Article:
Monday, August 13, 2012

The Semantics of the ‘Did you or Did you not Create your Business’ Debate

The silliness of the presidential campaign season is in full gear.  Not much substance in August, as the two campaigns need to do anything in their power to focus on negatives of the other side.  One of the topics under debate, if you want to call it a true debate – probably a war of words is more accurate – is built around a comment made by Pres. Obama, to the effect that someone who has a successful business did not do it entirely by themselves.  Gov. Romney and his surrogates make it a point at any speech or interview to make the comment that the Republicans DO think that that same business owner did create his or her business on their own. 

Both sides are correct, but of course cannot simply go on to provide the details that show both are correct because both want the issue. 

Did Bill Gates come up with Microsoft on his own?   Well, in the sense that he co-founder Paul Allen developed the idea for a software company that would have a graphics-based operating system to do the same and much more than the old DOS system, absolutely.  It was their ideas that led to the formation of the concept of the company.  Romney and the Republicans have a check in their column.

However, I believe the point the President is trying to make, and he and his surrogates make this point at all their speeches, is that forming a company that is successful absolutely takes the countless hours of hard work from the founder, but is not at all possible without help along the way.  Gates, for instance, would not be where he is without the teachers at his school that allowed him to use one of the few personal computers available in the vicinity for countless hours.  To get a company going almost always involves the assistance of the banks to get the loans and seed money, or family and friends to help put pieces in place.  One can get extremely detailed with the ‘village’ view, where it takes all the public infrastructure like roads and bridges and airports and shipping services to get your product to market, and the public school system that allows an educated work force from which to hire your employees, and all the other companies and stores and employers of the world that provide jobs to the masses so you have customers to be able to afford your product, and so on.  It truly does require a community with MANY parts in order for any business to start up and succeed over time.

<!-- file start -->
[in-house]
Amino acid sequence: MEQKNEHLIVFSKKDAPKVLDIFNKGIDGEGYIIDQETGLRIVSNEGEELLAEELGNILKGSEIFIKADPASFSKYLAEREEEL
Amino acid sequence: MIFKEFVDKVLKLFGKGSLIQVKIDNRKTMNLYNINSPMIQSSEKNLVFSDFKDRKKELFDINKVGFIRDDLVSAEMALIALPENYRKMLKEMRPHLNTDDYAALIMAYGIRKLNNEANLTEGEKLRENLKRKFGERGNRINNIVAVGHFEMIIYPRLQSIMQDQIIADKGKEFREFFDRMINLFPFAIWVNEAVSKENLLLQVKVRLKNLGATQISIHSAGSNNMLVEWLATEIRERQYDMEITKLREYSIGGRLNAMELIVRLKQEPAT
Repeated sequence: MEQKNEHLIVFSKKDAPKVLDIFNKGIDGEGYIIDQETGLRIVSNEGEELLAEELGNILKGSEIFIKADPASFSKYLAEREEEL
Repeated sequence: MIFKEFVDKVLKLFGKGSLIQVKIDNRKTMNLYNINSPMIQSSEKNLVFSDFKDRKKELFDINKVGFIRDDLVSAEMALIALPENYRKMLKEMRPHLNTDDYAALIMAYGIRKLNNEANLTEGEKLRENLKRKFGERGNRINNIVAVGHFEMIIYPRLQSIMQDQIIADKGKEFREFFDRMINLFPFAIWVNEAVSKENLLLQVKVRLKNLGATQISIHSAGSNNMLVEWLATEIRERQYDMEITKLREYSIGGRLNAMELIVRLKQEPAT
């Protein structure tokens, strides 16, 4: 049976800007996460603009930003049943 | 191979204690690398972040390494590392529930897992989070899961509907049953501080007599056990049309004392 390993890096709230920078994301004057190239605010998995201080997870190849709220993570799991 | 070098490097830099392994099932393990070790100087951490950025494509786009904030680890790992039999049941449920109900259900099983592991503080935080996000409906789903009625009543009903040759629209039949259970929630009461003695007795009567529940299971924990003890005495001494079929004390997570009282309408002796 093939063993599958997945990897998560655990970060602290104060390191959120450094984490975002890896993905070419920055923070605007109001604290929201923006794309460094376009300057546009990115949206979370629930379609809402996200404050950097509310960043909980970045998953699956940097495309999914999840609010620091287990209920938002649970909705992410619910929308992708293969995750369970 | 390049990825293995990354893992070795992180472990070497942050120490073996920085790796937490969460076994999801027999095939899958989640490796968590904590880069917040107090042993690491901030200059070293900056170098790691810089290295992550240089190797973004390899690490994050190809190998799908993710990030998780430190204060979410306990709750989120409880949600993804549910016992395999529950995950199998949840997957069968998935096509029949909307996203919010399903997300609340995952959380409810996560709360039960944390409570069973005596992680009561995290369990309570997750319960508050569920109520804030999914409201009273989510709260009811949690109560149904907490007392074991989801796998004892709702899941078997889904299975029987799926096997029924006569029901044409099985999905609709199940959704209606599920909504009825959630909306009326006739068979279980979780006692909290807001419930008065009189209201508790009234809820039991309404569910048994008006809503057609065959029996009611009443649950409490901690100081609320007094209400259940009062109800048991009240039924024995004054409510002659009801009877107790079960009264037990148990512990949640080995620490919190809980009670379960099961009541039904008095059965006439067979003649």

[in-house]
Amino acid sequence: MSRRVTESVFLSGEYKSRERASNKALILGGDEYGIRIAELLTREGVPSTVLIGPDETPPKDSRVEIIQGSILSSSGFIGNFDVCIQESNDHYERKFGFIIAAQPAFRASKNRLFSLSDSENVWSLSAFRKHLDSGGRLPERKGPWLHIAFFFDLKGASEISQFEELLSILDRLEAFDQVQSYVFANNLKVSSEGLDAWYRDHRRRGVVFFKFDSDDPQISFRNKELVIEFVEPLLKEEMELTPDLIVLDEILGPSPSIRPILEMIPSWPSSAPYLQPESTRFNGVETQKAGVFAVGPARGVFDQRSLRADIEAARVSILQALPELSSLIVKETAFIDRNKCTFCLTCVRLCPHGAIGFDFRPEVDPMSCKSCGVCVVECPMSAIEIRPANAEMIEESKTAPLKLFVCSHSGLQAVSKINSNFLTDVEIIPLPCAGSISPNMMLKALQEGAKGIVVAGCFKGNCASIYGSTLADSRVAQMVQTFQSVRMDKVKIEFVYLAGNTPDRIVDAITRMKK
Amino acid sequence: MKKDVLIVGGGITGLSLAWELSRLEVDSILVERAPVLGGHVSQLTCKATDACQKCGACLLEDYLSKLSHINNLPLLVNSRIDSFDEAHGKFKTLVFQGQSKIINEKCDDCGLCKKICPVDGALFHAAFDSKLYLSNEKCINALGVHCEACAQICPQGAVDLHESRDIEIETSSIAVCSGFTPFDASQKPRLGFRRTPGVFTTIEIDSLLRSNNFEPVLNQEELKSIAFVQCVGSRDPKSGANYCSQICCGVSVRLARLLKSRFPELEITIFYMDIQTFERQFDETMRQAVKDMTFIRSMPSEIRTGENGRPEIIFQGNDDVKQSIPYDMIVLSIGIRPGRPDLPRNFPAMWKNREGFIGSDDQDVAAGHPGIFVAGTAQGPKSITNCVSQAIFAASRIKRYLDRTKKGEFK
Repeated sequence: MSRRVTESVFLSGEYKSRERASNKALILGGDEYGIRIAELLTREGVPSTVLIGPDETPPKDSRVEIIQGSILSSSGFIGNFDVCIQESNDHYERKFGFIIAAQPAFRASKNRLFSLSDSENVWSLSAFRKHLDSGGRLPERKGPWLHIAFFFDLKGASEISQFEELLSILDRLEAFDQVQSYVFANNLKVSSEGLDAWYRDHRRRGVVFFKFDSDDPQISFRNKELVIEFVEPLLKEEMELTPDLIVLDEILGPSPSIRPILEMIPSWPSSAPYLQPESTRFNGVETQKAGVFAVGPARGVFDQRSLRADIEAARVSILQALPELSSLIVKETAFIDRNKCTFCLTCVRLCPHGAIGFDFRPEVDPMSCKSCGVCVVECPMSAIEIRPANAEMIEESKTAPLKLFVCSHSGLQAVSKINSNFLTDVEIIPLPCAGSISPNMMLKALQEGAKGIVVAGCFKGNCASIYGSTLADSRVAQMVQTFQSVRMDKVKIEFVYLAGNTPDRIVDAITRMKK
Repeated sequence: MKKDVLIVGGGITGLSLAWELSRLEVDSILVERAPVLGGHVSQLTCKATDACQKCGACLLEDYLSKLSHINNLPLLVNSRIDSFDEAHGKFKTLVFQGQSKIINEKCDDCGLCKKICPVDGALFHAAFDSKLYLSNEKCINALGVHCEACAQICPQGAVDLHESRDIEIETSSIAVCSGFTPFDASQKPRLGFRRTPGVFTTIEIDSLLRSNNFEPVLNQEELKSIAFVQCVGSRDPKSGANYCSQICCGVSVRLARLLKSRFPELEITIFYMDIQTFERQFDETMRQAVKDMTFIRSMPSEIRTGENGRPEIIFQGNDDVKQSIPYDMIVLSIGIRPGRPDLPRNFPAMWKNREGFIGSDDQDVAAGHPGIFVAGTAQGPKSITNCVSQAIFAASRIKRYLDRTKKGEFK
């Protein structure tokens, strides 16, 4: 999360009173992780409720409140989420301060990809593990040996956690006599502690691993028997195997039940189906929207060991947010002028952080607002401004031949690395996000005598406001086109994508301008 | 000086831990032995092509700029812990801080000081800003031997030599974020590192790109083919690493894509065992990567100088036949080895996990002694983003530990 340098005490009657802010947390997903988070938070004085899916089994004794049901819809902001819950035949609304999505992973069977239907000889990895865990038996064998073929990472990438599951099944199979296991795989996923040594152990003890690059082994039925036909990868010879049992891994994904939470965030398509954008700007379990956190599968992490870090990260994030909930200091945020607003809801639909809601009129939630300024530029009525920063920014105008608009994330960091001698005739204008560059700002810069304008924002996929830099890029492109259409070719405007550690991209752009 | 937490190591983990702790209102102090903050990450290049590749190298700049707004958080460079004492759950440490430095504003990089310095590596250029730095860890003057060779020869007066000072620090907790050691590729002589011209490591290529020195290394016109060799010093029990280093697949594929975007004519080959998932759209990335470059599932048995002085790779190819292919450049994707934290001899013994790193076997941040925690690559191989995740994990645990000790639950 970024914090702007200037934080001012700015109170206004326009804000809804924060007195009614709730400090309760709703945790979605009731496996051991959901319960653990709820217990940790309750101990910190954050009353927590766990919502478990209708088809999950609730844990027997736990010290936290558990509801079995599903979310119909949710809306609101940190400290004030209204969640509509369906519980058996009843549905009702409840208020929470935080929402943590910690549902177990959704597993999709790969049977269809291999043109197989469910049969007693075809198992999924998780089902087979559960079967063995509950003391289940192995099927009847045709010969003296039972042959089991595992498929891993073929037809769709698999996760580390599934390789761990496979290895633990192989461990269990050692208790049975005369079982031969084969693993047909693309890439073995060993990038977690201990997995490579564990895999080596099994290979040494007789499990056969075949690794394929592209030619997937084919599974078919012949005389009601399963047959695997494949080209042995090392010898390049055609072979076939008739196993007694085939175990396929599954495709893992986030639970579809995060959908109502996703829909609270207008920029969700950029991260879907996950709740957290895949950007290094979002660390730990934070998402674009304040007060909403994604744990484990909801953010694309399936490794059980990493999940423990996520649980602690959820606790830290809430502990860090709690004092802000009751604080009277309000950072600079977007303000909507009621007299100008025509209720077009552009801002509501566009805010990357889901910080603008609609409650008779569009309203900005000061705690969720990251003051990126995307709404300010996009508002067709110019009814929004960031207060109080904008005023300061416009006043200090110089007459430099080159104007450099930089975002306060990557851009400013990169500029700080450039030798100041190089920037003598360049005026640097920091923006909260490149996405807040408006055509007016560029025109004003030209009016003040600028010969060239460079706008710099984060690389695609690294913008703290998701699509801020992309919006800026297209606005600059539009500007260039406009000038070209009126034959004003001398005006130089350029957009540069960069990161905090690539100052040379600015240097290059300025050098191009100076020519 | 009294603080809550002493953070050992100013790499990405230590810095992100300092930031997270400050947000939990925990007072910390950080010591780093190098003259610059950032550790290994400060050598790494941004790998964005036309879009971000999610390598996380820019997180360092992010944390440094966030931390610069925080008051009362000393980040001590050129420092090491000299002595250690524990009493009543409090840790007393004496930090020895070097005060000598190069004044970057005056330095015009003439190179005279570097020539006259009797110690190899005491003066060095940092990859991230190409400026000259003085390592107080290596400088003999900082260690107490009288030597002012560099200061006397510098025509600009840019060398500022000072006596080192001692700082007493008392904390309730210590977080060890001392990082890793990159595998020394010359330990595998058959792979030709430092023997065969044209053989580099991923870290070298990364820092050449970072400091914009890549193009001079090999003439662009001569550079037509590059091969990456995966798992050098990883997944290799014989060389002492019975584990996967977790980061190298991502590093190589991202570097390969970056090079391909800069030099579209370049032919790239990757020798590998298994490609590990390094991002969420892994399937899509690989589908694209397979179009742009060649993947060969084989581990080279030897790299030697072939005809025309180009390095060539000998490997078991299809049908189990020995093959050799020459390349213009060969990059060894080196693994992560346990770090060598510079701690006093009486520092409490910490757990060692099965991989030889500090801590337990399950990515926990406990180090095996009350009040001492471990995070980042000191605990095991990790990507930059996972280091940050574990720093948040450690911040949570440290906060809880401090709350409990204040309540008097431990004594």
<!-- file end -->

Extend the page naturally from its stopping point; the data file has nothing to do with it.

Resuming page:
In the end, ideas and concepts for products and services aredeveloped in many different ways, by individuals and small groups of individuals.  It does take that willingness to take on often truly staggering risks for an individual to put everything on the line and invest the time, effort, money and other capital into the project of developing a company.  Many do have wonderful ideas, but cannot take that step into a risk of losing possibly everything, so kudos galore to those who can and do take that giant step into the unknown!  They deserve to reap the benefits should that idea and company take off…capitalism at its finest.  But there is also truth to the fact that one cannot sell a product or service if there are no potential customers or ways of getting the product to those potential customers.  This is where the ‘it takes a village or community’ mindset comes in.  This is the ‘big picture’ view of success. 

So BOTH are right!  Can we please just move on and get to the main issues that Americans are worrying about???  

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